Polly Greeks’ Blog: Power versus Peru
The family’s plan for electricity is jeopardized by a dangerous thought.
A new fridge signalled our first chilled summer. The electrician arrived in May, tut-tutting our inaccessibility as I transported him from the letterbox through bush and streams to our powerless home. Forgiving us our rally-car track, he planned future wiring. When asked where we wanted light switches, I stared at him blankly before comprehending how modern we were about to become. Chuckling, he warmed to the idea of projecting a pair of 19th-century relics into 21st-century contrivances and at the end of his assessment, promised to return and lay the cables.
That winter James and I nostalgically appreciated the candles and headlamps we’d relied upon for the past seven years. Like a tiny civilization on the cusp of major technological advance, we looked fondly over our unplugged lives while fantasizing about the change electric appliances would bring. Imagine the convenience of a freezer and reading lamps? The kids were excited about refrigerated milk.
But the electrician never showed. We weren’t too concerned; time is more elastic in the Far North and besides, the hydro-power expert hadn’t turned up yet either. In spring, however, we learnt the electrician had been zapped by a rare and life-threatening superbug and might never recharge to sparky status, while the hydro-specialist had washed downstream to another district.
As days again lengthened, we forgot the inconvenience of long dark nights in our headlamps; the need to avert faces when talking to avoid dazzling one other with high-lumen brilliance; the duplicitous shadows surrounding candle-lit dinners into which the kids could flick unwanted vegetables; the peering required during washing up to ensure we’d scrubbed dishes truly clean.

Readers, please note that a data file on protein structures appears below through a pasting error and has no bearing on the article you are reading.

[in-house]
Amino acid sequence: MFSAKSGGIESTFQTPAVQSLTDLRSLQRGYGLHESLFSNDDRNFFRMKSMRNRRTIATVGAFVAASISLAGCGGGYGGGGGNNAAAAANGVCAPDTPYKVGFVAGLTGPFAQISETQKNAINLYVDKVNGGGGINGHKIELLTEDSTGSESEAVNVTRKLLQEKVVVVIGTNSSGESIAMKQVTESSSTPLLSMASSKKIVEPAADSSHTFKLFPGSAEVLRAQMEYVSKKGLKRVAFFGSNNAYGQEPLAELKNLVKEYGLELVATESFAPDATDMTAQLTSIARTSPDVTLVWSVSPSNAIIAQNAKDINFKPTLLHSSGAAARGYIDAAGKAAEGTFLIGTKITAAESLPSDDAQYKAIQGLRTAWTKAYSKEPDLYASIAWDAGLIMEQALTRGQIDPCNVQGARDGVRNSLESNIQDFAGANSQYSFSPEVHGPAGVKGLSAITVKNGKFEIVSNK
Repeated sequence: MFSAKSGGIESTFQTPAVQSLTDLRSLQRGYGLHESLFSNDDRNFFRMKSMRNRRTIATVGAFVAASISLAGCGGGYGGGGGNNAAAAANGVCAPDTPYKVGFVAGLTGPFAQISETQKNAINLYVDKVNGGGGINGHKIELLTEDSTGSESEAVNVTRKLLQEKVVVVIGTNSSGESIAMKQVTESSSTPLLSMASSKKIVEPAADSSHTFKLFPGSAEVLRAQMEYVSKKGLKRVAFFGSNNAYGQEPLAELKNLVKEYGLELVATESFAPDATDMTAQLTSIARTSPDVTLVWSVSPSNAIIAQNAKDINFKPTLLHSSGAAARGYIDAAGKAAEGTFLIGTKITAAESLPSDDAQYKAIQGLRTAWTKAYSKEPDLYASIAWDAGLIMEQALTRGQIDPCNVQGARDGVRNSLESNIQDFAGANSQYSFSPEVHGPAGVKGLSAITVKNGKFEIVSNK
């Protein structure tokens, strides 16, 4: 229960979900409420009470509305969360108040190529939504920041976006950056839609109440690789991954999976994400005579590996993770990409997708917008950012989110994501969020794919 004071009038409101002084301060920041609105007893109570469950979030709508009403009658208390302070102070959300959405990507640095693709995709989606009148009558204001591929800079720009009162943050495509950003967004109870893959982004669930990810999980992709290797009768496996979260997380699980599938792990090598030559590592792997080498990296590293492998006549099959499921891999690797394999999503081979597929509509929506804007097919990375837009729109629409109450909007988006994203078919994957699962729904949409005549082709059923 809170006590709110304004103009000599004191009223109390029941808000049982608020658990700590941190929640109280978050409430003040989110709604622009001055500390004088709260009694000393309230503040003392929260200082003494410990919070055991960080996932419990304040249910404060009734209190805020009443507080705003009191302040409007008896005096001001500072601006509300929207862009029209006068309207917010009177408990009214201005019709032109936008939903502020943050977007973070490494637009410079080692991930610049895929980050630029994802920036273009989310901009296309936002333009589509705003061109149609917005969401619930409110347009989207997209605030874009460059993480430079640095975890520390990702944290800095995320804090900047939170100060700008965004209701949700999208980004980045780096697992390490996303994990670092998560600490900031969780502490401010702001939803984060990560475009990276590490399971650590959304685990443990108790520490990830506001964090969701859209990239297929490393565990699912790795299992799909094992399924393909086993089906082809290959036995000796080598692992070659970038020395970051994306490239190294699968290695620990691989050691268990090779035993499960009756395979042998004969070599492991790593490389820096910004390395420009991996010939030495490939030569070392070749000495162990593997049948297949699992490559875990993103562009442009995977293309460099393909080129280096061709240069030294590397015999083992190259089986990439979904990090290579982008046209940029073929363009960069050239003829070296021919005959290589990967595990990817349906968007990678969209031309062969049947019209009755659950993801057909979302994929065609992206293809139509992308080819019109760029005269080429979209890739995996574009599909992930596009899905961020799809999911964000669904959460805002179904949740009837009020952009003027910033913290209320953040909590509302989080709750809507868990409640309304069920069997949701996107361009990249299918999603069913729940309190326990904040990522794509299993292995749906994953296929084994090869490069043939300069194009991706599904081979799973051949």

Instead, a dangerous idea hit like an illness. I was on the lawn when it struck. Surveying the wilderness stretching back in every direction, a yearning for something unseen and distant suddenly gripped me. In an earlier life, I was a traveler. I had thought that old hunger had settled, but now I saw it had just been dormant. An inaudible call had awakened it; some mystery summons to let go of the riverbank and immerse in the current.
By the time a bleating child pulled me back to our valley, I was infected. I loved our land, but now it seemed small and confined. When had forest-living stopped being an adventure? We’d become settled. Routines were becoming ruts. A sense of aliveness accompanies journeys into the unknown. What if we went away?
James, too, was caught by the pull. “Minxy,” he began that evening. “About the electricity. Of course we’ll get it one day but do we really need it now?” What if we repurposed our allocated funds for a trip to South America instead?
Power or Peru? A fridge/freezer or five months abroad? “I could mind the kids while you write full-time and finish your book,” James lured. “It could even provide material for your next one. Grist for the literary mill.”
We tried thinking sensibly: should we use the money to build the kids’ bedrooms instead? “Maybe we could invest it to generate passive income,” James was reading a finance book. “Or we could go to Peru,” he reiterated, the gleam in his eye returning.
“Dear Vita and Zendo,” I began penning an internal letter of justification to the children. “Owning a fridge isn’t such a big deal. Chinese medicine says it’s not even good to ingest cold drinks. And cheese is made of mould anyhow, so it’s not like there’s anything wrong with scraping fuzz off the cheddar through summer. Life is about experiences. And it’s short.”
I thought of bought carrots growing limp and black the way they do without refrigeration, and I shrugged.
We haven’t yet booked our flights. Like migratory creatures, we’ll leave next winter if we do it. Right now James and I stand on the side of the river, eyeing the swift-flowing surge. On the count of three, we’ll make up our minds to jump.
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Polly Greeks blogs on thisNZlife every second Wednesday. Find more of her blogs here.